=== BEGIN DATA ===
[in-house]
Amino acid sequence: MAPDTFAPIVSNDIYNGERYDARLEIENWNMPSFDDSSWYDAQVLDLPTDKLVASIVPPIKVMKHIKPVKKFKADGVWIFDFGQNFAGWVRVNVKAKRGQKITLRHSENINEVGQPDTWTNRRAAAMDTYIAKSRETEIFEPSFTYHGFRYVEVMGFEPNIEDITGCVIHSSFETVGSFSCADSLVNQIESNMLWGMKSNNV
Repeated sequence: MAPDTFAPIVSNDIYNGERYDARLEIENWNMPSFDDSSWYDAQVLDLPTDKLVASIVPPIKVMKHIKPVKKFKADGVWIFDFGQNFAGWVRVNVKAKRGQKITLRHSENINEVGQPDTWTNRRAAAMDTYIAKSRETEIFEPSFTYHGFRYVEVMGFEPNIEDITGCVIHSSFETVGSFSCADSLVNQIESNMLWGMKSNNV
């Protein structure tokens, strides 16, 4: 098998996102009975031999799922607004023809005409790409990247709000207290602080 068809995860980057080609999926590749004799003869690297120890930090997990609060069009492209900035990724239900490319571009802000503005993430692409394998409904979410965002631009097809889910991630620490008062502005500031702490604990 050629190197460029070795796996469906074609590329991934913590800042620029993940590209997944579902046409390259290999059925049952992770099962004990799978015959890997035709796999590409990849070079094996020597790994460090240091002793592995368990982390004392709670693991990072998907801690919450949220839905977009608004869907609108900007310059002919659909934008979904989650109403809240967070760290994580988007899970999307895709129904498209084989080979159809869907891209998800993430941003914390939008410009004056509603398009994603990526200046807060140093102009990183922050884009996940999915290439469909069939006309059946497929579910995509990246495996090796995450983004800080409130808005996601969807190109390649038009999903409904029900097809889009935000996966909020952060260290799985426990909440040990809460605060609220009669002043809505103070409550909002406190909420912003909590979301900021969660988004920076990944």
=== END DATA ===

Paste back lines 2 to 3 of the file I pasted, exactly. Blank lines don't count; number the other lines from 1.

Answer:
Amino acid sequence: MAPDTFAPIVSNDIYNGERYDARLEIENWNMPSFDDSSWYDAQVLDLPTDKLVASIVPPIKVMKHIKPVKKFKADGVWIFDFGQNFAGWVRVNVKAKRGQKITLRHSENINEVGQPDTWTNRRAAAMDTYIAKSRETEIFEPSFTYHGFRYVEVMGFEPNIEDITGCVIHSSFETVGSFSCADSLVNQIESNMLWGMKSNNV
Repeated sequence: MAPDTFAPIVSNDIYNGERYDARLEIENWNMPSFDDSSWYDAQVLDLPTDKLVASIVPPIKVMKHIKPVKKFKADGVWIFDFGQNFAGWVRVNVKAKRGQKITLRHSENINEVGQPDTWTNRRAAAMDTYIAKSRETEIFEPSFTYHGFRYVEVMGFEPNIEDITGCVIHSSFETVGSFSCADSLVNQIESNMLWGMKSNNV